Just so.

Thomas Fanning.

Comments

Popular posts from this blog

Making Clouds for a Living

Donell Banks works at Southern Nuclear’s Plant Vogtle units 3 and 4 as a shift supervisor in Operations, but is in the process of transitioning to his newly appointed role as the daily work controls manager. He has been in the nuclear energy industry for about 11 years.

I love what I do because I have the unique opportunity to help shape the direction and influence the culture for the future of nuclear power in the United States. Every single day presents a new challenge, but I wouldn't have it any other way. As a shift supervisor, I was primarily responsible for managing the development of procedures and programs to support operation of the first new nuclear units in the United States in more than 30 years. As the daily work controls manager, I will be responsible for oversight of the execution and scheduling of daily work to ensure organizational readiness to operate the new units.

I envision a nuclear energy industry that leverages the technology of today to improve efficiency…

Nuclear: Energy for All Political Seasons

The electoral college will soon confirm a surprise election result, Donald Trump. However, in the electricity world, there are fewer surprises – physics and economics will continue to apply, and Republicans and Democrats are going to find a lot to like about nuclear energy over the next four years.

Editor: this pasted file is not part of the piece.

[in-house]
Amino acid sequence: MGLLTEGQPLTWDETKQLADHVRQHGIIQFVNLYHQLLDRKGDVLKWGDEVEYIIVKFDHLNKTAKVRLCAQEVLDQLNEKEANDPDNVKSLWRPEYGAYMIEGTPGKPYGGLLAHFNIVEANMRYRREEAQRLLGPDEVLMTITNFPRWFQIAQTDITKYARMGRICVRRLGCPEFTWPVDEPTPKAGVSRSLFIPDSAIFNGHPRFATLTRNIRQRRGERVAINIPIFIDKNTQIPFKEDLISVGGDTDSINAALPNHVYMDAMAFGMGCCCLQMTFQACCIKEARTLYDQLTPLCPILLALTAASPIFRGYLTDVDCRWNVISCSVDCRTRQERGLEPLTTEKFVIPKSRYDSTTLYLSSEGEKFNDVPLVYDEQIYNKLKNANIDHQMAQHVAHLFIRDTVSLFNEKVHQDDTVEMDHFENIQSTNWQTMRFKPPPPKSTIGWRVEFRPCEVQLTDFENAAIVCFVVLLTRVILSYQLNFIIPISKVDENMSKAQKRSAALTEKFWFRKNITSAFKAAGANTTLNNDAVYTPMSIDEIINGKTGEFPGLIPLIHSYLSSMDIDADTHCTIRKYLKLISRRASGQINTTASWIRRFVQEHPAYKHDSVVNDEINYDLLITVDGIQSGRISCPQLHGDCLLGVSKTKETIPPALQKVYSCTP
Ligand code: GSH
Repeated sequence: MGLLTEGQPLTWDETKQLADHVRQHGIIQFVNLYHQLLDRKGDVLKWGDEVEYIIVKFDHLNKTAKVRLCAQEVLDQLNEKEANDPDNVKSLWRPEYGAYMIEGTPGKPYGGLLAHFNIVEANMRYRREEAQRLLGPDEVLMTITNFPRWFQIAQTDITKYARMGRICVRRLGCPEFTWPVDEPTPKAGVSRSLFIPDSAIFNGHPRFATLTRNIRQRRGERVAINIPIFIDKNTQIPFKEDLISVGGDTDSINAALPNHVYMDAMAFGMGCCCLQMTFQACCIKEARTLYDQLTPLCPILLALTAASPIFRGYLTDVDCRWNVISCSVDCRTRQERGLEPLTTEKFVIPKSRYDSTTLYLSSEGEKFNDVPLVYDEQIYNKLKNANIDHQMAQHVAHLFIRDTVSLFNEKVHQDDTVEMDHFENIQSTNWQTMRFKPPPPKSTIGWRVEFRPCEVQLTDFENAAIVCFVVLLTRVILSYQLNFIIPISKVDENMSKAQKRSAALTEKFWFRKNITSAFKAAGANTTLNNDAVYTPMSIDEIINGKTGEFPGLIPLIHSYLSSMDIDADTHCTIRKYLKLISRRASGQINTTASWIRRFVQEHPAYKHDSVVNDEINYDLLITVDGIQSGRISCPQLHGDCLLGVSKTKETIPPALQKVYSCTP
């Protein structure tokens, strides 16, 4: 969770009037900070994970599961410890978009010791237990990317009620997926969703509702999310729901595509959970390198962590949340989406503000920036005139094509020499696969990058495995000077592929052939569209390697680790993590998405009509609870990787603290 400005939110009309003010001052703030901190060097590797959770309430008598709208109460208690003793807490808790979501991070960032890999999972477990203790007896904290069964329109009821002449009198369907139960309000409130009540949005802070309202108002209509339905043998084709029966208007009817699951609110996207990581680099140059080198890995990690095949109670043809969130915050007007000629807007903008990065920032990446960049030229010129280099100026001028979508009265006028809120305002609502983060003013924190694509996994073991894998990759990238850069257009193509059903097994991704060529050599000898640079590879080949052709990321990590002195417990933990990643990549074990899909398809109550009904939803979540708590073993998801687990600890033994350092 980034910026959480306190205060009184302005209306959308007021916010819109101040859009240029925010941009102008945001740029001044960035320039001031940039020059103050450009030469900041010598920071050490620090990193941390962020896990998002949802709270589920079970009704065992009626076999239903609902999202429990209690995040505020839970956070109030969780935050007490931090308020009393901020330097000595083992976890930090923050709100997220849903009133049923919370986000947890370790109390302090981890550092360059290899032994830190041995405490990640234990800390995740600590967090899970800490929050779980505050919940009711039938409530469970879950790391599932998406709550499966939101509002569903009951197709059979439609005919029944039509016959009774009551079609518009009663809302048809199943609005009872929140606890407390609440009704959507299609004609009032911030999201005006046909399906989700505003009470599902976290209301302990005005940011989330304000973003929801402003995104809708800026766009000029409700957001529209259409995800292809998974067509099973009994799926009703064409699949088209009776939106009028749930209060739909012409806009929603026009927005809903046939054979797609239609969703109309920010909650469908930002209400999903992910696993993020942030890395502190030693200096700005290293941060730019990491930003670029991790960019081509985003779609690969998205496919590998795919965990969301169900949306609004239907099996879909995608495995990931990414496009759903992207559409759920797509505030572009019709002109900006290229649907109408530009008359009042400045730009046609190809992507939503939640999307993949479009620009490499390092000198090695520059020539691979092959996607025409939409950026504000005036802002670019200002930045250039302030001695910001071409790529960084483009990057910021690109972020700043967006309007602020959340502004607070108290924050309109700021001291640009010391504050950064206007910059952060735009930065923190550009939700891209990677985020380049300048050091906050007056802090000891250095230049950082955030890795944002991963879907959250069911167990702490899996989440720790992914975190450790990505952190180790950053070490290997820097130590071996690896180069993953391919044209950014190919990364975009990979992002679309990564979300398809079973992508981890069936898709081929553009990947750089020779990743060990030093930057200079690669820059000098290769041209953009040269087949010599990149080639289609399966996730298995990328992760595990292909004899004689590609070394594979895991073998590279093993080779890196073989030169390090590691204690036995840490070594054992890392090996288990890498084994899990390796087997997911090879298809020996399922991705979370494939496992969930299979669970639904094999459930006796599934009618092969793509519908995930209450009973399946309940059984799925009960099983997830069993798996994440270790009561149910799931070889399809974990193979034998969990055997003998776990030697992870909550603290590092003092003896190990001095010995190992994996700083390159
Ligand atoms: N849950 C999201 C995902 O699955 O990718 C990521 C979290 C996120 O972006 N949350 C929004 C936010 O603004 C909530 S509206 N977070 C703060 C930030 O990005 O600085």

In a Trump administration, the carbon conversation is going to be less prominent. But the nuclear value proposition is still there. We bring steady jobs to rural areas, including in the Rust Belt, which put Donald Trump in office. Nuclear plants keep the surrounding communities vibrant.

We hold down electricity costs for the whole economy. We provide energy diversity, reducing the risk of disruption. We are a critical part of America’s industrial infrastructure, and the importance of infrastructure is something that President-Elect Trump has stressed.

One of our infrastructure challenges is natural gas pipelines, which have gotten more congested as extremely low gas prices have pulled m…

Innovation Fuels the Nuclear Legacy: Southern Nuclear Employees Share Their Stories

Blake Bolt and Sharimar Colon are excited about nuclear energy. Each works at Southern Nuclear Co. and sees firsthand how their ingenuity powers the nation’s largest supply of clean energy. For Powered by Our People, they shared their stories of advocacy, innovation in the workplace and efforts to promote efficiency. Their passion for nuclear energy casts a bright future for the industry.

Blake Bolt has worked in the nuclear industry for six years and is currently the work week manager at Hatch Nuclear Plant in Georgia. He takes pride in an industry he might one day pass on to his children.

What is your job and why do you enjoy doing it?
As a Work Week Manager at Plant Hatch, my primary responsibility is to ensure nuclear safety and manage the risk associated with work by planning, scheduling, preparing and executing work to maximize the availability and reliability of station equipment and systems. I love my job because it enables me to work directly with every department on the plant…